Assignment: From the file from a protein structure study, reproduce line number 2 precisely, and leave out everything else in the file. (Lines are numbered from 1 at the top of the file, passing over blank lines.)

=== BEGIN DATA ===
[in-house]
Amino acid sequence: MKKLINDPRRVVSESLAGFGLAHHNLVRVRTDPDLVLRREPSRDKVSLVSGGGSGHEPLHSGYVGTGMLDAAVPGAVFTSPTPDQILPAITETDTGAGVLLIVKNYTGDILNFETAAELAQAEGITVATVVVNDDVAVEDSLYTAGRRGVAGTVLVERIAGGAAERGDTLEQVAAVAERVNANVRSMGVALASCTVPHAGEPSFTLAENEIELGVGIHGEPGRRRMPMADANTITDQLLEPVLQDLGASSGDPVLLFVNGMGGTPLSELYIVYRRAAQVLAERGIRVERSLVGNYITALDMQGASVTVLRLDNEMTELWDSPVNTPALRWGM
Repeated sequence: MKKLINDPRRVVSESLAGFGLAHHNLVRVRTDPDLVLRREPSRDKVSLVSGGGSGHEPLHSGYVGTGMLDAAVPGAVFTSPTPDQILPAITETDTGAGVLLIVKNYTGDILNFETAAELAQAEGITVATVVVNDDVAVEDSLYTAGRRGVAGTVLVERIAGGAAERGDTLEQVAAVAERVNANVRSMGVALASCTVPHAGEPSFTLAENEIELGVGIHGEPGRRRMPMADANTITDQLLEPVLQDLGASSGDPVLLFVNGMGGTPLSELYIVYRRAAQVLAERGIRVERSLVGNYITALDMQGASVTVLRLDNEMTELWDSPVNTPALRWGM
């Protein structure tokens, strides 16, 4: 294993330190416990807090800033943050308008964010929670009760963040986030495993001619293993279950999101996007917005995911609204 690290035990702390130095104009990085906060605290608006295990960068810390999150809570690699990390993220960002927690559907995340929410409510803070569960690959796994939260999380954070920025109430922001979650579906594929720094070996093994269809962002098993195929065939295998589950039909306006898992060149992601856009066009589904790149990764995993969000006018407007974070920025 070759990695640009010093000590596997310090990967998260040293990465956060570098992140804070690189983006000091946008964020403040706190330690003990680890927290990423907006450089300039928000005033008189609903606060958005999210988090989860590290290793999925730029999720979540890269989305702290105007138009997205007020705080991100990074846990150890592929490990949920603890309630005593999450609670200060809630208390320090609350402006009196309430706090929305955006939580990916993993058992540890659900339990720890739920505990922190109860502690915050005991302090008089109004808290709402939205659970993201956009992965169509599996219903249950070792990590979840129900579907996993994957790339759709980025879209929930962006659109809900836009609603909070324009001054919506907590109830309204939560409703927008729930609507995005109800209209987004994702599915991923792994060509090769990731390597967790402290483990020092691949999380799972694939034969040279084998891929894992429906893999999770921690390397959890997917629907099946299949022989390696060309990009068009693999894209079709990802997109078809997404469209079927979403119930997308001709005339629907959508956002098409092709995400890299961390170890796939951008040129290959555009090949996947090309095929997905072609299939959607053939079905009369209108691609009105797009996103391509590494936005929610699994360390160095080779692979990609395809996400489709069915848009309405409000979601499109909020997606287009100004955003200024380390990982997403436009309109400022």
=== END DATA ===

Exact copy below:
Amino acid sequence: MKKLINDPRRVVSESLAGFGLAHHNLVRVRTDPDLVLRREPSRDKVSLVSGGGSGHEPLHSGYVGTGMLDAAVPGAVFTSPTPDQILPAITETDTGAGVLLIVKNYTGDILNFETAAELAQAEGITVATVVVNDDVAVEDSLYTAGRRGVAGTVLVERIAGGAAERGDTLEQVAAVAERVNANVRSMGVALASCTVPHAGEPSFTLAENEIELGVGIHGEPGRRRMPMADANTITDQLLEPVLQDLGASSGDPVLLFVNGMGGTPLSELYIVYRRAAQVLAERGIRVERSLVGNYITALDMQGASVTVLRLDNEMTELWDSPVNTPALRWGM